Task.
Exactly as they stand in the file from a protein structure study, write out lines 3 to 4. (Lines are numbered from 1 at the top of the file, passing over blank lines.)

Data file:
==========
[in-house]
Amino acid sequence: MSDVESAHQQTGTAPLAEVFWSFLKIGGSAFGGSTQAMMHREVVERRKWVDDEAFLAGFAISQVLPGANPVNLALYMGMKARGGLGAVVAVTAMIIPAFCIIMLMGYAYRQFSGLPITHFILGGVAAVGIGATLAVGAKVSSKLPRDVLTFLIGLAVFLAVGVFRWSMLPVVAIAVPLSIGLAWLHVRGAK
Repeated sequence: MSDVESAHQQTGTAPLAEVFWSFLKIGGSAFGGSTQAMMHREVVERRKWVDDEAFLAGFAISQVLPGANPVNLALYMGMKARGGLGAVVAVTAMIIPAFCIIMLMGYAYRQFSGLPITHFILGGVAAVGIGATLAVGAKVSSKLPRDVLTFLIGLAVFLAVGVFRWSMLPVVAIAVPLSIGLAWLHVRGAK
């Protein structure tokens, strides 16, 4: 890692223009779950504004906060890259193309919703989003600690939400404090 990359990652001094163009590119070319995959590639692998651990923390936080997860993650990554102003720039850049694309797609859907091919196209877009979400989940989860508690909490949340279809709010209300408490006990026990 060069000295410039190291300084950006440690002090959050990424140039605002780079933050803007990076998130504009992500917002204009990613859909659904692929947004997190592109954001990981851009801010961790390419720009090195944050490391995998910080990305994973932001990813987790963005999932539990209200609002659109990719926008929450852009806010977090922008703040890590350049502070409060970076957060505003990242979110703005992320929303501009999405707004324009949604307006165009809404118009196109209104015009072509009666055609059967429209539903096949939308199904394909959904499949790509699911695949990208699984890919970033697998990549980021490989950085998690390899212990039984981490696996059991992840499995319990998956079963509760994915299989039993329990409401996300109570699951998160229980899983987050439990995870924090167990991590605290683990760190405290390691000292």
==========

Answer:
Repeated sequence: MSDVESAHQQTGTAPLAEVFWSFLKIGGSAFGGSTQAMMHREVVERRKWVDDEAFLAGFAISQVLPGANPVNLALYMGMKARGGLGAVVAVTAMIIPAFCIIMLMGYAYRQFSGLPITHFILGGVAAVGIGATLAVGAKVSSKLPRDVLTFLIGLAVFLAVGVFRWSMLPVVAIAVPLSIGLAWLHVRGAK
């Protein structure tokens, strides 16, 4: 890692223009779950504004906060890259193309919703989003600690939400404090 990359990652001094163009590119070319995959590639692998651990923390936080997860993650990554102003720039850049694309797609859907091919196209877009979400989940989860508690909490949340279809709010209300408490006990026990 060069000295410039190291300084950006440690002090959050990424140039605002780079933050803007990076998130504009992500917002204009990613859909659904692929947004997190592109954001990981851009801010961790390419720009090195944050490391995998910080990305994973932001990813987790963005999932539990209200609002659109990719926008929450852009806010977090922008703040890590350049502070409060970076957060505003990242979110703005992320929303501009999405707004324009949604307006165009809404118009196109209104015009072509009666055609059967429209539903096949939308199904394909959904499949790509699911695949990208699984890919970033697998990549980021490989950085998690390899212990039984981490696996059991992840499995319990998956079963509760994915299989039993329990409401996300109570699951998160229980899983987050439990995870924090167990991590605290683990760190405290390691000292």